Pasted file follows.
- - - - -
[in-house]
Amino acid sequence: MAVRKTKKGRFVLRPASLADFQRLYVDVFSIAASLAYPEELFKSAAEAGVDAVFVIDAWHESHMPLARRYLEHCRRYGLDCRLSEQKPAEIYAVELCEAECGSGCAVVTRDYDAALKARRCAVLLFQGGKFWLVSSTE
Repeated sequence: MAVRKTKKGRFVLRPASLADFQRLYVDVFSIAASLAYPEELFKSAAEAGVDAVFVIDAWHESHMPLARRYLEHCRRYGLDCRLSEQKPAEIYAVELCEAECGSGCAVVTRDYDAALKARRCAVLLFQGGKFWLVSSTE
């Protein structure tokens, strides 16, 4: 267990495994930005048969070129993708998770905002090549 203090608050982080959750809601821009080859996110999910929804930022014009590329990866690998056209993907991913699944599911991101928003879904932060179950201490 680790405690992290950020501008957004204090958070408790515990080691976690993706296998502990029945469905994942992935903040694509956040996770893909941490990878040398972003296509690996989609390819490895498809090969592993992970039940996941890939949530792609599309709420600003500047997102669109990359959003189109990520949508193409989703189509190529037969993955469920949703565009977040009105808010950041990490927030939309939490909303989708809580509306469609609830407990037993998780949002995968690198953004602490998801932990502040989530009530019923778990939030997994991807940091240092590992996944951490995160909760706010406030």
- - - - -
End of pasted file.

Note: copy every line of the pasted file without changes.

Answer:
[in-house]
Amino acid sequence: MAVRKTKKGRFVLRPASLADFQRLYVDVFSIAASLAYPEELFKSAAEAGVDAVFVIDAWHESHMPLARRYLEHCRRYGLDCRLSEQKPAEIYAVELCEAECGSGCAVVTRDYDAALKARRCAVLLFQGGKFWLVSSTE
Repeated sequence: MAVRKTKKGRFVLRPASLADFQRLYVDVFSIAASLAYPEELFKSAAEAGVDAVFVIDAWHESHMPLARRYLEHCRRYGLDCRLSEQKPAEIYAVELCEAECGSGCAVVTRDYDAALKARRCAVLLFQGGKFWLVSSTE
């Protein structure tokens, strides 16, 4: 267990495994930005048969070129993708998770905002090549 203090608050982080959750809601821009080859996110999910929804930022014009590329990866690998056209993907991913699944599911991101928003879904932060179950201490 680790405690992290950020501008957004204090958070408790515990080691976690993706296998502990029945469905994942992935903040694509956040996770893909941490990878040398972003296509690996989609390819490895498809090969592993992970039940996941890939949530792609599309709420600003500047997102669109990359959003189109990520949508193409989703189509190529037969993955469920949703565009977040009105808010950041990490927030939309939490909303989708809580509306469609609830407990037993998780949002995968690198953004602490998801932990502040989530009530019923778990939030997994991807940091240092590992996944951490995160909760706010406030």